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Posted on 27 December 2011 by admin



Voters Injured at Work (, an advocacy group representing California’s injured workers reacted to the decision by State Compensation Insurance Fund’s Communications Director, Gina Simons, for a request for proposals from private insurance firms to conduct investigations. Thursday’s announcement also gave a timeline of the first quarter of 2012 to concretize an arrangement and sign a contract. According to VIAW’s President, Jesse Ceniceros, the move demonstrates that a reduction in the number of investigations could result in substantial savings for the California Workers’ Compensation system.

Jesse Ceniceros, president of Voter’s Injured at Work, recently spoke with WorkCompCentral, and indicated that if insurance companies are trying to cut costs associated with investigations, then it probably is a significant cost. In line with the mission of Governor Brown to reduce costs in the workers’ comp system, VIAW has been monitoring the cost of investigations particularly carefully since October.

Since the end of the legislative session Ceniceros has been collecting data on the cost to the system of private investigations as well as speaking directly with private investigation companies at conferences. What has come to light is that the money spent on these investigations could be as high as in the hundreds of millions but the exact number has yet to be pinpointed and merits more research. And in line with Governor Brown, “The governor said he wants to be cutting costs and this an area we think is flying under the radar, ” stated Ceniceros.

The difficulty in acquiring accurate figures on the money spent on investigations has to do with the manner in which they are reported. According to Jack Hanna, spokesman of the Workers’ Compensation Insurance Rating Bureau, they are reported as an insurance carriers’ allocated loss adjustment expenses with no further details. Likewise, the California Workers’ Compensation Institute does not track the cost of investigations as per their Research Chief, Alex Swedlow.

On the opposite end of the spectrum is the analysis by Jerry Azevedo, spokesman for the Workers’ Compensation Action Network, who claims that without concrete data on expenditures for investigations one cannot determine if insurance carriers overspend on investigations according to comments made to WorkCompCentral. He added that there is not data in existence to support the over spending scenario, and since fraud does occur and escalates costs, channels must be put in place to dissuade others from committing fraud.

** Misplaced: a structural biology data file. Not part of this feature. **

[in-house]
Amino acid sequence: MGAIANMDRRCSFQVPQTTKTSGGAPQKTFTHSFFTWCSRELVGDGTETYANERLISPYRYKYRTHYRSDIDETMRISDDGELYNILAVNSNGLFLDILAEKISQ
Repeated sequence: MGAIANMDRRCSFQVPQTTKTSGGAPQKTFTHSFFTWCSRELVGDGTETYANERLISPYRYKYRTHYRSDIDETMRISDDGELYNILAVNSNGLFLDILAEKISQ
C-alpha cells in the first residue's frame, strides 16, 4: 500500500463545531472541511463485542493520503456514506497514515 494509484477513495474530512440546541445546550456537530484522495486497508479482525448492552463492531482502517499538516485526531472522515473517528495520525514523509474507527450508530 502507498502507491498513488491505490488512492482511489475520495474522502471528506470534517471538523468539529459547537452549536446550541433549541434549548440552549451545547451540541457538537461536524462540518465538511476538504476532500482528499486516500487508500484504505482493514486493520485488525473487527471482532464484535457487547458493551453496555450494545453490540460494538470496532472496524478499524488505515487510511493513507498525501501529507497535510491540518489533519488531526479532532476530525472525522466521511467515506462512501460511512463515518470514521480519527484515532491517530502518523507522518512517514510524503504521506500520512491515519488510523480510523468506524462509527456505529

One needs simply to review statistics by the California Department of Insurance’s Annual Report 201 of August 2011 to understand that fraud cases are not rampant. There were 1,497 fraud cases that were prosecuted during fiscal year 2009-2010. Of these cases 638 were for claimant fraud, 408 cases for employers without insurance, 205 cases underreporting of wages and 67 cases of medical provider fraud. The total amount for restitution determined was $121 million and of that $73.5 has been collected.

The California Insurance Code and the California Code of Regulations require insurance carriers to have special investigation units for fraud investigation and reporting of cases wherein there is reasonable belief of fraud to the insurance department. President Dale Banda of the Northern California Fraud Investigators Association made statements to WorkCompCentral about investigations and the reasons for them. Investigations are conducted to determine that an employer carries workers’ compensation insurance and also if an employee’s injury occurred during the course of employment and not specifically to find cases of fraud.

Additionally, Banda claimed that investigations are for the benefit of all stakeholders in the workers’ compensation process. Claims must be seen from the viewpoint of all those concerned, the injured worker, the employer, the medical provider and the insurance carrier. Injured workers with legitimate claims will eventually receiver their benefits and those who commit fraud will also eventually be discovered and be penalized with payment restitution. Banda concluded that via investigations all parties will benefit because costs will be kept lower and that insurance companies do not conduct enough investigations.

Jesse Ceniceros of Voter’s Injured at work believes that too much money is being spent on investigations. As such, he sent a letter to the Division of Workers’ Compensation to express his concerns. Ceniceros is committed to exposing this overspending and stated that VIAW will continue to monitor these expenditures in order to adequately identify savings for the system. The savings mean more than increases in permanent disability or medical care for injured workers. Cost savings should come from both sides in order to aid an ailing workers’ compensation system.


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